We Were Witches
By Ariel Gore
Buying into the dream that education is the road out of poverty, a teen mom takes a chance on bettering herself, gets on welfare rolls, and talks her way into college. But once she’s there, phallocratic narratives permeate every subject, and creative writing professors depend heavily on Freytag’s pyramid to analyze life.
So Ariel turns to a rich subcultural canon of resistance and failure, populated by writers like Audre Lorde, Adrienne Rich, Gloria Anzaldúa, Tillie Olsen, and Kathy Acker.
Wryly riffing on feminist literary tropes, We Were Witches documents the survival of a demonized single mother. She’s beset by custody disputes, homophobia, and America’s ever-present obsession with shaming strange women into passive citizenship. But even as the narrator struggles to graduate―often the triumphant climax of a dramatic plot―a question uncomfortably lingers. If you’re dealing with precarious parenthood, queer identity, and debt, what is the true narrative shape of your experience?
Ariel Gore is a journalist, author, and teacher. She is the founding editor/publisher of Hip Mama, an Alternative Press Award winning publication covering the culture and politics of motherhood. Her memoir Atlas of the Human Heart was a 2004 finalist for the Oregon Book Award. Her anthology Portland Queer: Tales of the Rose City won a Lambda Literary Award in 2010.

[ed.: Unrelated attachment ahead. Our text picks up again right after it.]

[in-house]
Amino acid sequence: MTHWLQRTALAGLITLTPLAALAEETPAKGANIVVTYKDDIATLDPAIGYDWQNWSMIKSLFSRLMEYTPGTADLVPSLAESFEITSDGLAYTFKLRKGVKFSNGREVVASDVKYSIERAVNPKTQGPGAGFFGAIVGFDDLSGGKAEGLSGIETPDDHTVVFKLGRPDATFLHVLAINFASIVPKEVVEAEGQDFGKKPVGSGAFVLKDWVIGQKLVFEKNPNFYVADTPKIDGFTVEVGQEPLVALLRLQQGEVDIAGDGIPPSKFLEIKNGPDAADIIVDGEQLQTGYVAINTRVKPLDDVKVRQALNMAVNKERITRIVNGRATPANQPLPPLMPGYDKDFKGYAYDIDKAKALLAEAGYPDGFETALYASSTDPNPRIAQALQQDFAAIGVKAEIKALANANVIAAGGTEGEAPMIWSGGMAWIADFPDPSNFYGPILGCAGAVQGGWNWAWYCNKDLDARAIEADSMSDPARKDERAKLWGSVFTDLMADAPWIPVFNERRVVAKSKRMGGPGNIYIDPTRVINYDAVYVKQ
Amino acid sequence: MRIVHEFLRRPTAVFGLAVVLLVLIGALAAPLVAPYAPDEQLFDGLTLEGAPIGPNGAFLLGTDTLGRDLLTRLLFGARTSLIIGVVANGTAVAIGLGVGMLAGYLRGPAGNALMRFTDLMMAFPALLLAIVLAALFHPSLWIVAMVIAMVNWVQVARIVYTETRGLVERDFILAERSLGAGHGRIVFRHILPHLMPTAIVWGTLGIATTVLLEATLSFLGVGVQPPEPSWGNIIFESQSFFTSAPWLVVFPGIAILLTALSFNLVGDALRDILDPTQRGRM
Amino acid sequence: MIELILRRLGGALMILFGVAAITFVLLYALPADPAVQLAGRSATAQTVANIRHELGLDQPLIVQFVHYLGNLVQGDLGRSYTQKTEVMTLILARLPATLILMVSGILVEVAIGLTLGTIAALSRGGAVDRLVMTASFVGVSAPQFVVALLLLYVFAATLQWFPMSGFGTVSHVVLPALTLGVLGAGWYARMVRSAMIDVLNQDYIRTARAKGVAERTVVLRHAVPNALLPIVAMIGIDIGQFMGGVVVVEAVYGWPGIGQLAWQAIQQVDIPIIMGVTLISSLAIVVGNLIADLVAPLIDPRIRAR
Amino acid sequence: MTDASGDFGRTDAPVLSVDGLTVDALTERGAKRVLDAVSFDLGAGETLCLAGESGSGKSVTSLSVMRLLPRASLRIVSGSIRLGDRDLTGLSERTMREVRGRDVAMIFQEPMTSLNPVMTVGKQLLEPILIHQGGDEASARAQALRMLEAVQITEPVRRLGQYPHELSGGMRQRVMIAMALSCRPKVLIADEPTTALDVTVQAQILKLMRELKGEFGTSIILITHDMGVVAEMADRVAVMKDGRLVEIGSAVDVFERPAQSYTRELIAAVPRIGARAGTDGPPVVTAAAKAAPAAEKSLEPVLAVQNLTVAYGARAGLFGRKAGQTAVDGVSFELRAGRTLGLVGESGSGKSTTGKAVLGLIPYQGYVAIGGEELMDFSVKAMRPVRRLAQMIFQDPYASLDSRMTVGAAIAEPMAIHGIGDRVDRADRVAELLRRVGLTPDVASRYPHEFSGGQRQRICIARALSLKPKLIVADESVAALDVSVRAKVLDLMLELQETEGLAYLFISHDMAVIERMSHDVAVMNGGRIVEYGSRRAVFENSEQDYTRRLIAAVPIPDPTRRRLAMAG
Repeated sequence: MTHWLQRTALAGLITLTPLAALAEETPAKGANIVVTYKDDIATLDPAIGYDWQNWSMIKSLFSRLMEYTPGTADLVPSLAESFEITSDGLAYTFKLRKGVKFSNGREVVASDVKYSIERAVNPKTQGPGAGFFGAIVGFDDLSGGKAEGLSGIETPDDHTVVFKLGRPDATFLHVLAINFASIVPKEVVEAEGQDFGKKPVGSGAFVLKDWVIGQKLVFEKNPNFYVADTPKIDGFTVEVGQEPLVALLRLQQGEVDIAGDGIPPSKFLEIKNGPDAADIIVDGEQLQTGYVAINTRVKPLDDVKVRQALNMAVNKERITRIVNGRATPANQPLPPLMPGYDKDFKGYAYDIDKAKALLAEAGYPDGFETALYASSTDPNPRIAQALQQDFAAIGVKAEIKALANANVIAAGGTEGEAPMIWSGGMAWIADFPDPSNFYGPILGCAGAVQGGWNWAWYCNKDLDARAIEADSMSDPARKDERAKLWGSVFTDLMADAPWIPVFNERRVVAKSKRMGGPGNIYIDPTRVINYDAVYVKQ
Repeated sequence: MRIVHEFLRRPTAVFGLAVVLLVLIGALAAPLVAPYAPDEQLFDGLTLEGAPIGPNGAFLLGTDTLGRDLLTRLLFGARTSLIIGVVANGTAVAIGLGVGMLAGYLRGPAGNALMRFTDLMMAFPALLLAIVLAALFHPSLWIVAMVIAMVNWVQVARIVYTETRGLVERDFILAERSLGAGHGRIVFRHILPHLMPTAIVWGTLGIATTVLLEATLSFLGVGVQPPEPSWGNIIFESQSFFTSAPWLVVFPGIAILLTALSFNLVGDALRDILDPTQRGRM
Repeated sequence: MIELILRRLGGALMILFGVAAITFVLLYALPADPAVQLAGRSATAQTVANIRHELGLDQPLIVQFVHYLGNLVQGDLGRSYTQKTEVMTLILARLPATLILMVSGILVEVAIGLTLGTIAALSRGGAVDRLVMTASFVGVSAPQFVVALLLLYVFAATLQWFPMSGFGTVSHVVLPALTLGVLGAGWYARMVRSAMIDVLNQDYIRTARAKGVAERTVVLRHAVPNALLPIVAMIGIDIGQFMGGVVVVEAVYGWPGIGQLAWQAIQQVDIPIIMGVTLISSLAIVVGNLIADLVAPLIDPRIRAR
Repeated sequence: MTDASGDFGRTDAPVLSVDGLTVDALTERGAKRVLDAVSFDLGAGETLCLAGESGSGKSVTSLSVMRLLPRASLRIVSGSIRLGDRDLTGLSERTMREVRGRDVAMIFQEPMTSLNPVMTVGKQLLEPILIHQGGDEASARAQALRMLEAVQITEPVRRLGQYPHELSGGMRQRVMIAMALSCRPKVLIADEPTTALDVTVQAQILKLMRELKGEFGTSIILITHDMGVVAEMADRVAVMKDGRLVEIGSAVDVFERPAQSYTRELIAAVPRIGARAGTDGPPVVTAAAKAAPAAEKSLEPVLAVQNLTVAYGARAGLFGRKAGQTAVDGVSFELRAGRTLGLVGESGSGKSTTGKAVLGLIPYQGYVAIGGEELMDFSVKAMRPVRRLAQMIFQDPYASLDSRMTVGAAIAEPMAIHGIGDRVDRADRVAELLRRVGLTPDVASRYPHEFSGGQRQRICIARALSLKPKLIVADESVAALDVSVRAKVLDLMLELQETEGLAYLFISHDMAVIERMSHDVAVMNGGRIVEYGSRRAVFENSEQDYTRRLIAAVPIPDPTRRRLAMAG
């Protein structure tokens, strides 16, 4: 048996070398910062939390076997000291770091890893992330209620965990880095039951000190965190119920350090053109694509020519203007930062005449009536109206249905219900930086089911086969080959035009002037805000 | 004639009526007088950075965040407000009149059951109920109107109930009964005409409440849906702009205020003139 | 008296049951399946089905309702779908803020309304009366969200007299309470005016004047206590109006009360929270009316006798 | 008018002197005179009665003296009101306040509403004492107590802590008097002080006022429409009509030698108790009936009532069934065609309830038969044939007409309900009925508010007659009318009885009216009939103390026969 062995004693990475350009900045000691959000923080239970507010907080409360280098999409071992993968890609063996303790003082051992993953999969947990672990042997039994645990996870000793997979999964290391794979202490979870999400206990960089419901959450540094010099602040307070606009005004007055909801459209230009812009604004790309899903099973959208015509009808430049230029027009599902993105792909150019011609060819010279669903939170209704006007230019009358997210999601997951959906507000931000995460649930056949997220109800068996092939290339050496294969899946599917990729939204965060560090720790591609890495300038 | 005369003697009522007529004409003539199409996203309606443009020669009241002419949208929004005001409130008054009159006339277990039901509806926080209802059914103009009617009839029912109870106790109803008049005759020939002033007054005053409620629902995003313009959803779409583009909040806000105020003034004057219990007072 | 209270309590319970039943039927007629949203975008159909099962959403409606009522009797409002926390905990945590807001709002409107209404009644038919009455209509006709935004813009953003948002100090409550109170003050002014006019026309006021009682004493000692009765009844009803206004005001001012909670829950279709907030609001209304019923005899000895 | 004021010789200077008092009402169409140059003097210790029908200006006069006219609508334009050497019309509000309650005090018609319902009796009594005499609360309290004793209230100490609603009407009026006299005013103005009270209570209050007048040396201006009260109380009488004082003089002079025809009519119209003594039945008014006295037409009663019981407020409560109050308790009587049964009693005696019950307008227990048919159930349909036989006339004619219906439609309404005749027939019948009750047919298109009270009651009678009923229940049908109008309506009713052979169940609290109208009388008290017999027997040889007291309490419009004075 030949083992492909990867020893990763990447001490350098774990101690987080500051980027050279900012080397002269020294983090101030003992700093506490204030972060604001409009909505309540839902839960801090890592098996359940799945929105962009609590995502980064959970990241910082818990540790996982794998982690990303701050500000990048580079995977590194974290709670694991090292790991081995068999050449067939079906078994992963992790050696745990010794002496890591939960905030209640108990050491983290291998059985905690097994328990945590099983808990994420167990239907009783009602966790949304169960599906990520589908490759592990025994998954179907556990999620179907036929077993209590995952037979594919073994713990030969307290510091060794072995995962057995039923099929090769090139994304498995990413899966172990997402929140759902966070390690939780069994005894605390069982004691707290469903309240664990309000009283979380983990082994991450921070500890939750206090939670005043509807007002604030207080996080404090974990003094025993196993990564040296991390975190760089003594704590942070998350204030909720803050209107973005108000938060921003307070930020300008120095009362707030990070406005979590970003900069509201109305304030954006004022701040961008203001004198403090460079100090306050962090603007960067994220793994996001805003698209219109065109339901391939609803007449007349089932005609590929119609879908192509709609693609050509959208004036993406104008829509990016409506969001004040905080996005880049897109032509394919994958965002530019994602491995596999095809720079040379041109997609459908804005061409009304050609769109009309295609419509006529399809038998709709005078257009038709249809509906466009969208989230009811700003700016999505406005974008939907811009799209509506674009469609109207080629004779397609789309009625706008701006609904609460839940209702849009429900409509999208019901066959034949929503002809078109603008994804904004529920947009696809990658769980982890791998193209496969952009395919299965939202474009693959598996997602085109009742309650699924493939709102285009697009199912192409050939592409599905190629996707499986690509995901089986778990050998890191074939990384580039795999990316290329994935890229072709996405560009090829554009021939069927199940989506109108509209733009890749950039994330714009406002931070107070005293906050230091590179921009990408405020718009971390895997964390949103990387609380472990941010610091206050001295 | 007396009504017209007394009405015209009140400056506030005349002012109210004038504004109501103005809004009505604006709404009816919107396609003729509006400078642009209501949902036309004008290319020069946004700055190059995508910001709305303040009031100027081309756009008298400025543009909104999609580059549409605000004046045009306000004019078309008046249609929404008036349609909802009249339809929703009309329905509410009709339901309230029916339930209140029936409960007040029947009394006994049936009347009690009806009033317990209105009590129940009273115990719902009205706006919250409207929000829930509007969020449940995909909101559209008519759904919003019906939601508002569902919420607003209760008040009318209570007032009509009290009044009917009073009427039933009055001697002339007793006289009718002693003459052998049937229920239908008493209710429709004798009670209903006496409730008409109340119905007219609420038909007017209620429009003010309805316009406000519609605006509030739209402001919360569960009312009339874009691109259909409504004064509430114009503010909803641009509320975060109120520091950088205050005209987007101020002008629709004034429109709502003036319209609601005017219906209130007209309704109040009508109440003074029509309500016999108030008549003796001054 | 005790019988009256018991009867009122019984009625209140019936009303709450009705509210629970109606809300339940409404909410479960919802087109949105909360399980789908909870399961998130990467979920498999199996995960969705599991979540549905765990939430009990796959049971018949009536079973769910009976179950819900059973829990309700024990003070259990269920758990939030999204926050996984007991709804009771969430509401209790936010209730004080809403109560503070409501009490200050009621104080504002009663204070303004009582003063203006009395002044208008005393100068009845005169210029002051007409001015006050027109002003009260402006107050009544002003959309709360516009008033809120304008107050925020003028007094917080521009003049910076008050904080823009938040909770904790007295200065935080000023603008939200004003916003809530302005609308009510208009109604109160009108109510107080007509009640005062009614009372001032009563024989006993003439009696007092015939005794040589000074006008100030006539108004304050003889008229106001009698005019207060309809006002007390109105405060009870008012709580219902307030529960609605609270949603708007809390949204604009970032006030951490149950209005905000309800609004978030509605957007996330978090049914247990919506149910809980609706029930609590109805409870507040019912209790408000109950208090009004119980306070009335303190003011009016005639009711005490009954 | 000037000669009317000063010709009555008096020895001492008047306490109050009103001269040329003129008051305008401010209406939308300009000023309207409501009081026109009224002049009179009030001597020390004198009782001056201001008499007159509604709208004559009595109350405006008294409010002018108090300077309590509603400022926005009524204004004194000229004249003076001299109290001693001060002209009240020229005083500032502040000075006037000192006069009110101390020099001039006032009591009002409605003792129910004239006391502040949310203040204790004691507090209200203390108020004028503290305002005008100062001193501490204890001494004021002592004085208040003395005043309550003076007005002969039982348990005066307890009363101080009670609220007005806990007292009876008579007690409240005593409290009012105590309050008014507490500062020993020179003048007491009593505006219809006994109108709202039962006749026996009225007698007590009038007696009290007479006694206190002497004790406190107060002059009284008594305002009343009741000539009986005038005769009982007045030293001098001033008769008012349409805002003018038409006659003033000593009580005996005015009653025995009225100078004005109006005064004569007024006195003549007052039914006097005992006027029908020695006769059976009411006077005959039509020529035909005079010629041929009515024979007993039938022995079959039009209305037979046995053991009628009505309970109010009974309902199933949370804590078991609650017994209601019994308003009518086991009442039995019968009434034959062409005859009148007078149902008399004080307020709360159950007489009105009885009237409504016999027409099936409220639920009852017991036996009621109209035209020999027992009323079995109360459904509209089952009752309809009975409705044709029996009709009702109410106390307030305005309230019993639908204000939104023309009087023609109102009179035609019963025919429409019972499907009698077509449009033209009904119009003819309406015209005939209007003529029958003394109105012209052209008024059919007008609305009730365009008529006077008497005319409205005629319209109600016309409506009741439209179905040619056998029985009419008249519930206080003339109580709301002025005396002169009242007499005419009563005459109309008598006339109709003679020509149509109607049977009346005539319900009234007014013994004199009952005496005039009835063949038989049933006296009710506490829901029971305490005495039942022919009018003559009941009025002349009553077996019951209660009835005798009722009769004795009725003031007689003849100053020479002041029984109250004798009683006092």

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Ariel Gore blends memoir and fiction with flecks of magical realism in this highly affecting portrait of queer, single motherhood in the midst of the "culture war." I particularly love the way the protagonist reads to her child, exploring feminist theory and fairy tales with a bruising focus on patriarchal violence. Reminiscent of Maggie Nelson's brilliant The Argonauts (but less philosophically lofty) and Kai Cheng Thom's poetic Fierce Femmes and Notorious Liars (but less fantastical), this is a raw and beautiful work.